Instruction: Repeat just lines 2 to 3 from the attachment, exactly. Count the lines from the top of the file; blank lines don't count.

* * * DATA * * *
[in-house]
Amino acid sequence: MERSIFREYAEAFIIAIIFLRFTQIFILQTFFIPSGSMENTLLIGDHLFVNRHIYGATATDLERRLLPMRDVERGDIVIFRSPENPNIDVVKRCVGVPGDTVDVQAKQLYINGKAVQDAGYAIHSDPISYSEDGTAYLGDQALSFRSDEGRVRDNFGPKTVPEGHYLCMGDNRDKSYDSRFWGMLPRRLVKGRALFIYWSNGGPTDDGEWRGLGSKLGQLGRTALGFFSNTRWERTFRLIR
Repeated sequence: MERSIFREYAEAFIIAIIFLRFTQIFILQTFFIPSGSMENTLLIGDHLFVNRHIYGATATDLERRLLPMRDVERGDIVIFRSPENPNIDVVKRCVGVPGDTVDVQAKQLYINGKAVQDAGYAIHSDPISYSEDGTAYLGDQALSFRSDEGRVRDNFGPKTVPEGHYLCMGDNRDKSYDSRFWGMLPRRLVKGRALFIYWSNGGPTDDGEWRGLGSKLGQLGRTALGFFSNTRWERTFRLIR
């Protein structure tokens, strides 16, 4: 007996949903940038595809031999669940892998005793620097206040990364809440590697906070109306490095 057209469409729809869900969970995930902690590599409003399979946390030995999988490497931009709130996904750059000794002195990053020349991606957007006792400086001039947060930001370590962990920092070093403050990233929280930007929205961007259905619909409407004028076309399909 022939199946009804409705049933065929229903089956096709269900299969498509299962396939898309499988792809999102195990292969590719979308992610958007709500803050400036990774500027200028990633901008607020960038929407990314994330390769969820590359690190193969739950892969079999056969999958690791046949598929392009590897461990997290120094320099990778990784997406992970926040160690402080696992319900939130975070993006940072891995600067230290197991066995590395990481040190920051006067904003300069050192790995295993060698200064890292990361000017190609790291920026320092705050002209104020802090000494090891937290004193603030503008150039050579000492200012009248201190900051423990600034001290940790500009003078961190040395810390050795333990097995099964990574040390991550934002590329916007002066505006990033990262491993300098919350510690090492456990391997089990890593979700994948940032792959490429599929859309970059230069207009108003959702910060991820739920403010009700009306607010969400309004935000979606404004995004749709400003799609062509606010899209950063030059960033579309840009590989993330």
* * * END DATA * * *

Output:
Amino acid sequence: MERSIFREYAEAFIIAIIFLRFTQIFILQTFFIPSGSMENTLLIGDHLFVNRHIYGATATDLERRLLPMRDVERGDIVIFRSPENPNIDVVKRCVGVPGDTVDVQAKQLYINGKAVQDAGYAIHSDPISYSEDGTAYLGDQALSFRSDEGRVRDNFGPKTVPEGHYLCMGDNRDKSYDSRFWGMLPRRLVKGRALFIYWSNGGPTDDGEWRGLGSKLGQLGRTALGFFSNTRWERTFRLIR
Repeated sequence: MERSIFREYAEAFIIAIIFLRFTQIFILQTFFIPSGSMENTLLIGDHLFVNRHIYGATATDLERRLLPMRDVERGDIVIFRSPENPNIDVVKRCVGVPGDTVDVQAKQLYINGKAVQDAGYAIHSDPISYSEDGTAYLGDQALSFRSDEGRVRDNFGPKTVPEGHYLCMGDNRDKSYDSRFWGMLPRRLVKGRALFIYWSNGGPTDDGEWRGLGSKLGQLGRTALGFFSNTRWERTFRLIR